# Suspicious EMF equation

Some context: I am trying to get the equation of motion for a dipole magnet falling through copper pipe. To proceed I need to calculate the EMF. We can do this by using Faraday's law, $$\oint_{\partial \Sigma} \textbf{E}\cdot d\textbf{l} = - \int_{\Sigma}\frac{\partial\textbf{B}}{\partial t}\cdot d\textbf{S},$$ which can be simplified further, $$U_{ind} = - \frac{d}{dt}\int_{\Sigma}\textbf{B}\cdot d\textbf{S}$$ $$U_{ind} = - \frac{d\Phi_{m}}{dt} \; .$$ But if I want to use that equation I have to calculate couple of really tedious integrals. So I found some online source where some dude used this suspicious equation $$U_{ind} = \int (\textbf{v} \times \textbf{B}) \cdot d\textbf{l}\, .$$ It was said that the above equation can be always used.

My question: Is this equation equivalent to the ones above? Why or why not? If yes, could you derive it from the one above. If not, could you derive it with proper assumption that were made to obtain it.

• Is that a $dI$ or $dl$? Either way the units don't match the other integrals Jul 26, 2022 at 15:10
• @SeñorO It's $dl$ not $dI$. I think that units match perfectly, try again. Jul 26, 2022 at 15:15
• Never use $U$ or $V$ to refer to electromotive force (emf). Use $\mathscr{E}$ or $\epsilon$ instead. $U$ and $V$ are traditionally used to denote voltage on an element (drop of electric potential in the chosen positive direction). Jul 26, 2022 at 17:53
• @Ján Lalinský You should realise that electromotive force IS a voltage. U and V are therefore exactly the right symbols. Jul 27, 2022 at 7:51
• @PeterRottengatter Indeed often some people do not distinguish the two and when other people try to learn from the first group, they often get confused. The symbol $\mathscr{E}$ or $\mathcal{E}$ is the standard notation for EMF, check for example Panofsky and Phillips, Classical electricity and magnetism, section 7-2, or Griffiths, Introduction to electrodynamics, section 7.1.2. Jul 27, 2022 at 11:34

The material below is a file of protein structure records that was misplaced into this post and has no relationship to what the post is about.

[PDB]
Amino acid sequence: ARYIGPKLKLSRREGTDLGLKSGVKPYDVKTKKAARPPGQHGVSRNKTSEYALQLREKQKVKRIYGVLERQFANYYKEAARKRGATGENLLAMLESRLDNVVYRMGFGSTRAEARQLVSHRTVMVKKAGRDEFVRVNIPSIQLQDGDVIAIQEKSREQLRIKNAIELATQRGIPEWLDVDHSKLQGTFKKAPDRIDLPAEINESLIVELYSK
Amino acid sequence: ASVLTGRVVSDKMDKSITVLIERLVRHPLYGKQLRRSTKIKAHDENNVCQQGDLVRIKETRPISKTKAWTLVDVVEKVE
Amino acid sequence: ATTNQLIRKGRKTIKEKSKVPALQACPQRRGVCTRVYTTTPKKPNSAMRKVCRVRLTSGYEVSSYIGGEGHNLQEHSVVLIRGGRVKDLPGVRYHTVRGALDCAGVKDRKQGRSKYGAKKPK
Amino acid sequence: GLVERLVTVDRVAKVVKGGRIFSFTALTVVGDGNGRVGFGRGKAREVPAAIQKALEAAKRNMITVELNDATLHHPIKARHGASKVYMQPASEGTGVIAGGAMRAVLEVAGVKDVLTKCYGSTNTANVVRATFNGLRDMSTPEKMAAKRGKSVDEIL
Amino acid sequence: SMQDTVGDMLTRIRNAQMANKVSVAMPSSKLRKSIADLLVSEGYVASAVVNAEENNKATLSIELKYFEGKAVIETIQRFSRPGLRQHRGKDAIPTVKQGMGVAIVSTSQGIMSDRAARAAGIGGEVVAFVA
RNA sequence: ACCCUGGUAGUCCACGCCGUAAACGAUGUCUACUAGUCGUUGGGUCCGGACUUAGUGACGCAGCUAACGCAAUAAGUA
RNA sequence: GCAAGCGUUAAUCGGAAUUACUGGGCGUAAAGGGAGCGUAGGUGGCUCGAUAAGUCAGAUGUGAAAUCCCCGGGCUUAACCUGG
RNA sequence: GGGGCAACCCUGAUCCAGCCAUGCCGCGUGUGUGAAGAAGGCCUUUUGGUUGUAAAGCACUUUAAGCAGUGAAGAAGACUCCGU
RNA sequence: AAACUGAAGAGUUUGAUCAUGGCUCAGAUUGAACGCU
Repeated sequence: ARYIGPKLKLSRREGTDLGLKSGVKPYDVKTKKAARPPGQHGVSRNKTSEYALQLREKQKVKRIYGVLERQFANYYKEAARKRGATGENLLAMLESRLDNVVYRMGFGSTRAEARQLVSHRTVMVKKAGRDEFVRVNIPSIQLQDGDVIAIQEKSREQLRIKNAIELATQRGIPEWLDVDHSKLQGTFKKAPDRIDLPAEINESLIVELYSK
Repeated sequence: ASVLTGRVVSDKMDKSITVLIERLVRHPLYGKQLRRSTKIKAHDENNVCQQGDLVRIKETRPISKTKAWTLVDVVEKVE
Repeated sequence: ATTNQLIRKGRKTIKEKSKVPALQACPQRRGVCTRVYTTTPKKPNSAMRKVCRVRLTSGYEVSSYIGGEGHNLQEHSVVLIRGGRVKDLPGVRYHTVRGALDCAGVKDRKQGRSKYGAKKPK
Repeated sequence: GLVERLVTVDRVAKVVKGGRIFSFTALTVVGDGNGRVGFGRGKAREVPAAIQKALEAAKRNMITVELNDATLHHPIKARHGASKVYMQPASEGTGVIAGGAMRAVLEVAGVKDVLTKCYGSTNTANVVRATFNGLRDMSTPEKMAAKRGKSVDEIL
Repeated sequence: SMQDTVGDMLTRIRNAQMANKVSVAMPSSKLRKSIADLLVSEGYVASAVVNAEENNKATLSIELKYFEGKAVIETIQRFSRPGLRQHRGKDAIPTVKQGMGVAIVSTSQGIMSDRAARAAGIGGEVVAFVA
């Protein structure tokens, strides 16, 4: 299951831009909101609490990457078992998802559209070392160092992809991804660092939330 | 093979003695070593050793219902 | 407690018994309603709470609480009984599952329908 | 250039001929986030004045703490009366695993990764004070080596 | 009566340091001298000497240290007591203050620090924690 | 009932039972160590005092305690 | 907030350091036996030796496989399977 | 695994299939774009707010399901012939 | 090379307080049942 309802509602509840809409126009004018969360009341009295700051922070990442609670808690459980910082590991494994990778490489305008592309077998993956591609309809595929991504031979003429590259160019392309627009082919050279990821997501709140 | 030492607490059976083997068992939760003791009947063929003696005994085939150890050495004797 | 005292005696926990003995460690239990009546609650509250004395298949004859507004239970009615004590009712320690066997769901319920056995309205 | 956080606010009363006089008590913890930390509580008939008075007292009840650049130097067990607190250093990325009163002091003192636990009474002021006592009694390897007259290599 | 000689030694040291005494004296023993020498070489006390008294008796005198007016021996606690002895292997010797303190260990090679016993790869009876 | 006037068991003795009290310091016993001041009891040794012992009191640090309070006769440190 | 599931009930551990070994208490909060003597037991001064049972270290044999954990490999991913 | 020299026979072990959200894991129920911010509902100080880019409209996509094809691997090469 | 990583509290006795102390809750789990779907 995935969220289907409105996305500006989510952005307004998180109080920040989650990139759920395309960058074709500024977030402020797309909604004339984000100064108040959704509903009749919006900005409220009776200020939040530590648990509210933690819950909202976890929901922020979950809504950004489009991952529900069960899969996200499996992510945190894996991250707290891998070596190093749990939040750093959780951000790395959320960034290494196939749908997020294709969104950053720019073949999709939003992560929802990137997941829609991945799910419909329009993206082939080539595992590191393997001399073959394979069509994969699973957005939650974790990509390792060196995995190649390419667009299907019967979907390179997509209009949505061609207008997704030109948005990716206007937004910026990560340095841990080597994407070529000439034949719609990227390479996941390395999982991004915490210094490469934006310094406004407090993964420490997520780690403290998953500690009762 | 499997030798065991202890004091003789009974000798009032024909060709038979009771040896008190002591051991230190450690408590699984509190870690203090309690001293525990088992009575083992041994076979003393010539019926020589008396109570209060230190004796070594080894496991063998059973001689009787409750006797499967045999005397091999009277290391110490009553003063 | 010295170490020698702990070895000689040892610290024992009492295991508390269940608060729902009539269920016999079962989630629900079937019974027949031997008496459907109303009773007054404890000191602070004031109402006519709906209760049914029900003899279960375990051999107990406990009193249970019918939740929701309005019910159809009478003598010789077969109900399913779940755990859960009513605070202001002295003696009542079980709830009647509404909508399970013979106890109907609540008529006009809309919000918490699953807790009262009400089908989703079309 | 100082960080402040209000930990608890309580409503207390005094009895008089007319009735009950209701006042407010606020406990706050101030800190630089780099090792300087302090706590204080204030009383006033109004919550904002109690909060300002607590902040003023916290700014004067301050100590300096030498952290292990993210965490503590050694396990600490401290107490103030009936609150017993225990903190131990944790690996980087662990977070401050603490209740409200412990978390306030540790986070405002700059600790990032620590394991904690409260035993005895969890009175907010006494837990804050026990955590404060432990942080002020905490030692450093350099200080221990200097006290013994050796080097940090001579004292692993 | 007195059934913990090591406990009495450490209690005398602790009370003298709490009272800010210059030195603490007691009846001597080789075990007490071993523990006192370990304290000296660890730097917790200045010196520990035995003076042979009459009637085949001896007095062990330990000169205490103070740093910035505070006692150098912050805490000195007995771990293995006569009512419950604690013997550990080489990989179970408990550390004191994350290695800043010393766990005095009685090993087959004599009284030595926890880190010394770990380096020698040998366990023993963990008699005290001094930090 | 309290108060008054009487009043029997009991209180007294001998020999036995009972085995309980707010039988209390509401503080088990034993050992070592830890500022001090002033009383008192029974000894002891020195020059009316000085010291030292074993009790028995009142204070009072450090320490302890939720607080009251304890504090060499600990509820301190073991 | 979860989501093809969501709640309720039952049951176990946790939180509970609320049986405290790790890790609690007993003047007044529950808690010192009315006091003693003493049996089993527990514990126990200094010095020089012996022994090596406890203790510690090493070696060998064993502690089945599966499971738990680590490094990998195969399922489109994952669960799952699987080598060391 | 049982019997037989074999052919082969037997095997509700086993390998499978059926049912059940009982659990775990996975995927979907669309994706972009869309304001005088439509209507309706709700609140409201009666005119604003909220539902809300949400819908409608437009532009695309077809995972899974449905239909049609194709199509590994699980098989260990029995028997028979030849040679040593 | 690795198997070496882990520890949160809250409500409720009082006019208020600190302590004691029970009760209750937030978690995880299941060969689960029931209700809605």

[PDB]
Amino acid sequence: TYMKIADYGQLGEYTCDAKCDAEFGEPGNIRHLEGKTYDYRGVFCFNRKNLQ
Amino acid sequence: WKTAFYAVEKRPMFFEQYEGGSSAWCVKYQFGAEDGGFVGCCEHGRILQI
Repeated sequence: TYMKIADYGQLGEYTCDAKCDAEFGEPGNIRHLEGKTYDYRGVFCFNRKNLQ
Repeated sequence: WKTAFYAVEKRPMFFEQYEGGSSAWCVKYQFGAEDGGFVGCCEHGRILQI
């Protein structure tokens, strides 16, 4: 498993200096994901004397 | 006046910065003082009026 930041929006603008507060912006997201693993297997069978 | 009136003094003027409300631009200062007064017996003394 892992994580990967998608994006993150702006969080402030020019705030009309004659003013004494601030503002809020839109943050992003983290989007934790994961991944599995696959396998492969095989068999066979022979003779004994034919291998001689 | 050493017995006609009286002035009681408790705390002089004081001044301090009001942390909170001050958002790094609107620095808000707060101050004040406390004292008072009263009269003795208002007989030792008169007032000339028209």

But if I want to use that equation I have to calculate couple of really tedious integrals. So I found some online source where some dude used this suspicious equation $$U_{ind} = \int (\textbf{v} \times \textbf{B}) \cdot d\textbf{l}\, .$$ It was said that the following equation can be always used.

My question: Is this equation equivalent to the ones above? Why or why not?

This other equation is for so-called motional emf, which is the part of the total emf induced in a conductor when this conductor moves in external magnetic field.

In the frame of the conducting pipe, the pipe does not move, so in this frame, the formula gives motional emf equal to zero — $$\mathbf v$$ is zero. There is also the induced emf, due to induced electric field. In this frame, all the emf is due to induced emf, and the familiar Faraday's law formula for a stationary loop applies.

In the frame of the magnet, the pipe is moving in the field of the stationary magnet, with variable velocity. So the formula does not give zero this time. It is the familiar Faraday formula that gives zero induced emf here. So the roles of the two mechanisms of EMF get reversed.

In both frames one gets the same value for the total emf, so in a sense, it does not matter which frame is chosen. However, one frame may be better for calculations.

You need to be precise by what you mean with $$v$$. The formula is true for the Lorentz induction when $$v$$ is the velocity of the wire. Writing $$\Phi = \int B\cdot dS$$, you have two contributions: one from the varying electric field (Neumann induction) and one from the movement of the loop (Lorentz induction). The formula applies for Lorentz induction only:

$$\frac{d\Phi}{dt} = \int \frac{\partial B}{\partial t}\cdot dS +\int (\nabla \cdot B) v\cdot dS+ \oint (B\times v)\cdot dl \\ = -\oint (E+v\times B)\cdot dl$$

The first line explicits the time derivative (valid in general), the first term being von Neumann contribution and the second, third terms being Lorentz contribution. The second line is obtained by applying Maxwell's equations. You recognise the last expression as the emf, the force that the particles experience in the wire per unit charge.

You shouldn't use this though for your problem, since the loop is stationary on the wire.

Hope this helps.

The equation $$\Delta U_{ind} = U_{ind}(b) - U_{ind}(a) = \int_a^b (\vec{v} \times \vec{B}) \cdot d\vec{l} \; ,$$ is not suspicious. Remember the Lorentz force on a charge $$q$$ is $$F=q(\vec{E}+\vec{v}\times\vec{B}).$$ So the integrand is that portion of the electric field that is generated by the magnetic field, contributing to the Lorentz force. Integrating over an electric field along a curve yields the voltage difference between the end points.

Caveat: The electric field created by changing magnetic fields is not conservative. So I'd expect the equation to hold only for a static magnetic field and possibly even only for a straight movement.